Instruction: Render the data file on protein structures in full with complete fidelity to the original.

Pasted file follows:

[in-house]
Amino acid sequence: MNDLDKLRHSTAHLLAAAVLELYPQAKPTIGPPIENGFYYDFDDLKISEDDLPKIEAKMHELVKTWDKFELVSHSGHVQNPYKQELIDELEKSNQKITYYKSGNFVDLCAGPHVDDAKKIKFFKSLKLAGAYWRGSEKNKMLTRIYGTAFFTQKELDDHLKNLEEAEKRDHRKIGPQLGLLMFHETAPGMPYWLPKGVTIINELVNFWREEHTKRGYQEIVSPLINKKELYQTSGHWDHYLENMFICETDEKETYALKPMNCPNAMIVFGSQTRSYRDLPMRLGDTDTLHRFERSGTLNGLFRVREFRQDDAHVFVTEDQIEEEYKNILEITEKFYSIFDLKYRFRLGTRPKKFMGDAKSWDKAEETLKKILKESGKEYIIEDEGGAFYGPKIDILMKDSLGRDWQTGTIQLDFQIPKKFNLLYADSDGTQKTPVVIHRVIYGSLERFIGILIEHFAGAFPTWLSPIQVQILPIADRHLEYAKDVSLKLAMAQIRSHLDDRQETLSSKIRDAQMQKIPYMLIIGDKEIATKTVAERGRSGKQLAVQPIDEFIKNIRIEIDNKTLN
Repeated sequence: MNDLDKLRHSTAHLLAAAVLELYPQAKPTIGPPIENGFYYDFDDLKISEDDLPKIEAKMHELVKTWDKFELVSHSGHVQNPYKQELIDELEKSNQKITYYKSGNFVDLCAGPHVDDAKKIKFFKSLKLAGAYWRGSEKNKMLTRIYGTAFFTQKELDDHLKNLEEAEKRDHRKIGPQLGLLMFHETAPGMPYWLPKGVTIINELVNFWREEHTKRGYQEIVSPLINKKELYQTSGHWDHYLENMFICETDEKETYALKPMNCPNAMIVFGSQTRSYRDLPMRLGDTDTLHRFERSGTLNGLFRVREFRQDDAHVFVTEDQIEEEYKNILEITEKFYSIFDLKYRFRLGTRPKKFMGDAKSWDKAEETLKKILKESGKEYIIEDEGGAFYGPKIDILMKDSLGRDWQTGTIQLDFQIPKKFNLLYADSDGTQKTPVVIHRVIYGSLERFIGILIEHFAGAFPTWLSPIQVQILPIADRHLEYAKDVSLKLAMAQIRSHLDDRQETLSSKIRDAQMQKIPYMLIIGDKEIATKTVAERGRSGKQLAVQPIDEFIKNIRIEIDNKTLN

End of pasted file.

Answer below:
[in-house]
Amino acid sequence: MNDLDKLRHSTAHLLAAAVLELYPQAKPTIGPPIENGFYYDFDDLKISEDDLPKIEAKMHELVKTWDKFELVSHSGHVQNPYKQELIDELEKSNQKITYYKSGNFVDLCAGPHVDDAKKIKFFKSLKLAGAYWRGSEKNKMLTRIYGTAFFTQKELDDHLKNLEEAEKRDHRKIGPQLGLLMFHETAPGMPYWLPKGVTIINELVNFWREEHTKRGYQEIVSPLINKKELYQTSGHWDHYLENMFICETDEKETYALKPMNCPNAMIVFGSQTRSYRDLPMRLGDTDTLHRFERSGTLNGLFRVREFRQDDAHVFVTEDQIEEEYKNILEITEKFYSIFDLKYRFRLGTRPKKFMGDAKSWDKAEETLKKILKESGKEYIIEDEGGAFYGPKIDILMKDSLGRDWQTGTIQLDFQIPKKFNLLYADSDGTQKTPVVIHRVIYGSLERFIGILIEHFAGAFPTWLSPIQVQILPIADRHLEYAKDVSLKLAMAQIRSHLDDRQETLSSKIRDAQMQKIPYMLIIGDKEIATKTVAERGRSGKQLAVQPIDEFIKNIRIEIDNKTLN
Repeated sequence: MNDLDKLRHSTAHLLAAAVLELYPQAKPTIGPPIENGFYYDFDDLKISEDDLPKIEAKMHELVKTWDKFELVSHSGHVQNPYKQELIDELEKSNQKITYYKSGNFVDLCAGPHVDDAKKIKFFKSLKLAGAYWRGSEKNKMLTRIYGTAFFTQKELDDHLKNLEEAEKRDHRKIGPQLGLLMFHETAPGMPYWLPKGVTIINELVNFWREEHTKRGYQEIVSPLINKKELYQTSGHWDHYLENMFICETDEKETYALKPMNCPNAMIVFGSQTRSYRDLPMRLGDTDTLHRFERSGTLNGLFRVREFRQDDAHVFVTEDQIEEEYKNILEITEKFYSIFDLKYRFRLGTRPKKFMGDAKSWDKAEETLKKILKESGKEYIIEDEGGAFYGPKIDILMKDSLGRDWQTGTIQLDFQIPKKFNLLYADSDGTQKTPVVIHRVIYGSLERFIGILIEHFAGAFPTWLSPIQVQILPIADRHLEYAKDVSLKLAMAQIRSHLDDRQETLSSKIRDAQMQKIPYMLIIGDKEIATKTVAERGRSGKQLAVQPIDEFIKNIRIEIDNKTLN